French advances a few hundred yards to the west were more successful. Brig. Gen. Gilly's Brigade of Friant's division pushing aside Weiss,'s men, but they were halted by the charging Hessen-Homburg and Swinburn's brigades, although they were forced back after being exposed to fierce return fire from Gilli's men and Hessen-Homburg was mortally wounded. The French advance resumed, opening a large gap in the Austrian defensive line, which teetered near collapse. Although the cost was steep, Davout's corps was making steady progress. Austrian reinforcements reinforcements from Nordmann's Advanced Guard arrived at 07:00 and pushed the French troops back and closed the gap. Both sides had suffered heavily, but Morand and Friant had been unable to achieve his objectives. After two hours and 1,300 casualties, their men were back where they started. Meanwhile, Gudin, with Puthod in close support, moved forwards, presenting an excellent artillery target. Gudin himself was shot in the chest and died the next day. However, their men were able to break through the enemy lines and reached Markgrafneusiedel. Davout, feeling that he had the battle there, attempted to reorganize his corps to continue the assault, but an Austrian sharpshooter spotted him and shot him through the shoulder. Command of his Corps fell temporally to General Morand, as Davout returned after having his shoulder patched in a hurry. However, by then Gudin and Puthods men came under heavy fire and withdrew to their starting positions. With the French cavalry also unable to defeat their Austrian counterparts, the right flank fell silent towards 9:00.

Rosenberg-Orsini, on his part, was aware that his exhausted line was about to give way if attacked again, with possibly catastrophic consequences for the entire Austrian army. It was the when Archduke Charles personally brought reinforcements to his battered left wing: five infantry battalions, one battery of six-pounders, all drawn from the II Korps, and four squadrons of hussars, as well as the entire 8th Hohenzollern Cuirassier regiment, from the Cavalry Reserve. Despite the considerable distance, towards 10:00, Napoleon could see through his spyglass that Davout was back to his starting positions.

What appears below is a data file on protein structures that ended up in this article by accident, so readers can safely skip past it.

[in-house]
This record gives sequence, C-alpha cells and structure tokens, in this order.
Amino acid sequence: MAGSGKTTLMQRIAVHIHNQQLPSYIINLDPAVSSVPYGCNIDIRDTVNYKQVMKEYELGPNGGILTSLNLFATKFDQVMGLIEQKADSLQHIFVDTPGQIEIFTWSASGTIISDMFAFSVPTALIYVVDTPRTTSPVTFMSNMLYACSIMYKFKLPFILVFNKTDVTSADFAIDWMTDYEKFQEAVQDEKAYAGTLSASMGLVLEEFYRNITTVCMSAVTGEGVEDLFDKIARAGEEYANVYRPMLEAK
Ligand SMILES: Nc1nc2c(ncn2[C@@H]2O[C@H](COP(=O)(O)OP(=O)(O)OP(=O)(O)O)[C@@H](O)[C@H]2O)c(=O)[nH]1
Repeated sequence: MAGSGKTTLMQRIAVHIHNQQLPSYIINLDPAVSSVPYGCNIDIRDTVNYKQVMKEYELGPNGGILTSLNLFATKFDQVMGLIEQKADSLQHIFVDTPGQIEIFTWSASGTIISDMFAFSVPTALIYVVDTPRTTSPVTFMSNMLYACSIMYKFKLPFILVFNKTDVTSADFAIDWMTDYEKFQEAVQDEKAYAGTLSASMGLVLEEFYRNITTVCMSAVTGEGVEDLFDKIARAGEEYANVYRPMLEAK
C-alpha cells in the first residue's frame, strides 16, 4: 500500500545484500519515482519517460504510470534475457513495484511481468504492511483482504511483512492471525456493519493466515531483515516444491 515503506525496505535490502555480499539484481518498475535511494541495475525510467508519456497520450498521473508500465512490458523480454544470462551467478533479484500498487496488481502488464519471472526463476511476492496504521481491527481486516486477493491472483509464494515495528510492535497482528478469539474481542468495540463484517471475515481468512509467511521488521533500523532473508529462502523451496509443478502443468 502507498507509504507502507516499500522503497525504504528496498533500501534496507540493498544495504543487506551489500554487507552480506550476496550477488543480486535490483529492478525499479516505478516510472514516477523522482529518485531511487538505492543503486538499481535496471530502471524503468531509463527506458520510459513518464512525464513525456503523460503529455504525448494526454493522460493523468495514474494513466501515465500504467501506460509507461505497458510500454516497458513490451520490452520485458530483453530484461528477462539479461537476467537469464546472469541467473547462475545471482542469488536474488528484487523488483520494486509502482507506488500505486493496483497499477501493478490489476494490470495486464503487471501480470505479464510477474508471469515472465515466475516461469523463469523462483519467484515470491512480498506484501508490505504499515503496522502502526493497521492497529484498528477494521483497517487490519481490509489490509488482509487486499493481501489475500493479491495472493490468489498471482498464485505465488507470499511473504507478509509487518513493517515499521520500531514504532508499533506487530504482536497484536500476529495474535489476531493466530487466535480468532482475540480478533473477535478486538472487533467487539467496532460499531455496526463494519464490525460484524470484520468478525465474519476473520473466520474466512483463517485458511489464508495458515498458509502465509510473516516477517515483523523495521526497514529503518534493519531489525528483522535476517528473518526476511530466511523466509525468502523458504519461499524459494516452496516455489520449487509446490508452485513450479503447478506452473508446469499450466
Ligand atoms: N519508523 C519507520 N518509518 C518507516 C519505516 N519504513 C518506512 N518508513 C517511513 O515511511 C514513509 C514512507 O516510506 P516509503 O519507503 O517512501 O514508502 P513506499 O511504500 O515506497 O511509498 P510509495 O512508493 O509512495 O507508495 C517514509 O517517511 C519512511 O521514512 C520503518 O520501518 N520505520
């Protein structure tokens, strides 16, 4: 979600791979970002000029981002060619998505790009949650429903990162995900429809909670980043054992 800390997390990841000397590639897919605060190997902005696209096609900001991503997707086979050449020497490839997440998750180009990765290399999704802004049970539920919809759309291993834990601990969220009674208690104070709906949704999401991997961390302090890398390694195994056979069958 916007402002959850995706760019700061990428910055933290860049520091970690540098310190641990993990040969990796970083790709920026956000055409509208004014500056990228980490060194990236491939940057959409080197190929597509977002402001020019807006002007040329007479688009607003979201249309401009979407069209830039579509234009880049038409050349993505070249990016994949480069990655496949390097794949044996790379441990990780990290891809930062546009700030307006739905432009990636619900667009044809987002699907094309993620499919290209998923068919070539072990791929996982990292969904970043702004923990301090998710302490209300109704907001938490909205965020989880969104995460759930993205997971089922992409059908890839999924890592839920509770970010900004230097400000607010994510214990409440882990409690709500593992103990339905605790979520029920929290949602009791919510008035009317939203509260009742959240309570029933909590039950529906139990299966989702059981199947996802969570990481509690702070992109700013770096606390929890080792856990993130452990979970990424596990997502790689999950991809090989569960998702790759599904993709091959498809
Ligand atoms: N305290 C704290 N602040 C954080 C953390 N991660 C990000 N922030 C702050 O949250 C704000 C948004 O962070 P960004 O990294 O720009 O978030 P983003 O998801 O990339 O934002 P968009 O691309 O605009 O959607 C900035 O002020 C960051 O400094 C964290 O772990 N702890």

The morning phase ended with casualties on both sides of almost 6,000.

₁ - ITTL Bernadotte's is unable to march south and to join the Emperor, as he is needed in Saxony.

Kurt_Steiner

12. The War of the Fifth Coalition: (2)

With the morning phase over, Napoleon launched an all-out attack, determined to finish the enemy army because Archduke Karl could be reinforced by his brother, Archduke Johann of Austria. Trusting that Karl had moved part of his reserves to the right, he launched the French "Army of Italy", the II and IV Corps, against the Austrian I and II, with the III launching a feint against Markgrafneusiedl to keep the IV Corps in place. The French attacked again with superior numbers, but their enemies were in a strong defensive position. To the surprise of Napoleon, Massena launched brigade-sized assaults against the Austrian improvised breastworks at around 10:30. The first brigade to attack, mostly inexperienced troops, was quickly cut down by heavy rifle fire by the d'Aspré's division from the Austrian Grenadier Reserve the second attack, more raw recruits, was also subjected to heavy fire but managed to beat back a counterattack by the Erzherzog Karl Legion. The third attack finally managed to take the small village of Baumersdorf all in all, Napoleon suffered 1,750 casualties in under an hour.

As reinforcements were arriving on both sides, by 10:30 Archduke Karl sent his final reserve division the center of the line and to and extend it to his right, prepared an attack against Deutsch-Wagram, defended by Dupas's small Franco-Saxon division., and thus it would envelop Napoleon's left flank. But at the same time McDonald's fresh troops struck the first blow, leading off the fourth attack of the second phase of the battle. They were met with heavy volleys that cut the men to pieces. Casualties also mounted in the Austria side. After Feldmarshalleutnant von Brady was wounded early in the fighting, his successor, General-Major von Paar, commander of the 1st Brigade, was killed minutes after assuming command, and Colonel von Andrassy, of the 54th Froon Regiment , received five serious wounds in the fight. These losses contributed directly to the confusion that followed. As Lamarque's division advanced around the Austrian right flank, Colonel Christiani, of the 18th Light Regiment, saw a weak point in the line and deployed his men in a covered position that allowed them to get enfilade fire into the Austrian line, turning it into a deadly trap. In attempting to wheel around to meet this threat, a command from General-Major Stutterheim was misunderstood by Major von Arno, who ordered his Light Battalion to about-face and march away, an order that, for some unknown reason, all of Stutterheim's brigade thought applied to them as well thus, the whole brigade abandoned Deutsch-Wagram with Christiani and the rest of Huard's brigade first and then Lamarque's Division in hot pursuit until the Austrian heavy artillery released a devastating fire that drove them back. A counterattack with Feldmarshalleutnant Fresnel's division was driven back by a fierce charge of General of Division Broussier. Reluctantly, Lamarque ordered his division to fall back to the outskirts of Deutsch Wagram after losing about 1,000 men. Then Lamarque was mortally wounded and Général de Brigade Huard assumed division command. The unexpected change of command confused the French lines even more.